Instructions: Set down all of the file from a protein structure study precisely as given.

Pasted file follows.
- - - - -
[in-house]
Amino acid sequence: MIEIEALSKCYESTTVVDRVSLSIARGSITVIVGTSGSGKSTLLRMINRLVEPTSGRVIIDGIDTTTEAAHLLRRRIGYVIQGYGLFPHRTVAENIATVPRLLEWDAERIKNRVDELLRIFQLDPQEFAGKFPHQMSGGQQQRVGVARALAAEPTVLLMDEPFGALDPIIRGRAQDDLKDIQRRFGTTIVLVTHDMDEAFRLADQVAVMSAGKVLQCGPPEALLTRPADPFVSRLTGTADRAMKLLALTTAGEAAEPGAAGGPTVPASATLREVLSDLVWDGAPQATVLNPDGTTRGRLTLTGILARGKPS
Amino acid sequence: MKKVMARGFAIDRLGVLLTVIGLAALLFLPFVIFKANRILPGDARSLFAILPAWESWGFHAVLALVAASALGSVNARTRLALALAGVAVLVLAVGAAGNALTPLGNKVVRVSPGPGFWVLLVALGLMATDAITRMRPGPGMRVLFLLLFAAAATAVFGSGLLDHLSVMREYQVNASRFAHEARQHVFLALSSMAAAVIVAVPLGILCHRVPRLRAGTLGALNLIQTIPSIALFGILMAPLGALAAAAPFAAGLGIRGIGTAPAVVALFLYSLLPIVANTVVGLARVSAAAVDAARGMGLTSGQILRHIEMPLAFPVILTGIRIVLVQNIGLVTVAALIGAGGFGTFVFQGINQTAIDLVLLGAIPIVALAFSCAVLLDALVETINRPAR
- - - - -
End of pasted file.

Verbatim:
[in-house]
Amino acid sequence: MIEIEALSKCYESTTVVDRVSLSIARGSITVIVGTSGSGKSTLLRMINRLVEPTSGRVIIDGIDTTTEAAHLLRRRIGYVIQGYGLFPHRTVAENIATVPRLLEWDAERIKNRVDELLRIFQLDPQEFAGKFPHQMSGGQQQRVGVARALAAEPTVLLMDEPFGALDPIIRGRAQDDLKDIQRRFGTTIVLVTHDMDEAFRLADQVAVMSAGKVLQCGPPEALLTRPADPFVSRLTGTADRAMKLLALTTAGEAAEPGAAGGPTVPASATLREVLSDLVWDGAPQATVLNPDGTTRGRLTLTGILARGKPS
Amino acid sequence: MKKVMARGFAIDRLGVLLTVIGLAALLFLPFVIFKANRILPGDARSLFAILPAWESWGFHAVLALVAASALGSVNARTRLALALAGVAVLVLAVGAAGNALTPLGNKVVRVSPGPGFWVLLVALGLMATDAITRMRPGPGMRVLFLLLFAAAATAVFGSGLLDHLSVMREYQVNASRFAHEARQHVFLALSSMAAAVIVAVPLGILCHRVPRLRAGTLGALNLIQTIPSIALFGILMAPLGALAAAAPFAAGLGIRGIGTAPAVVALFLYSLLPIVANTVVGLARVSAAAVDAARGMGLTSGQILRHIEMPLAFPVILTGIRIVLVQNIGLVTVAALIGAGGFGTFVFQGINQTAIDLVLLGAIPIVALAFSCAVLLDALVETINRPAR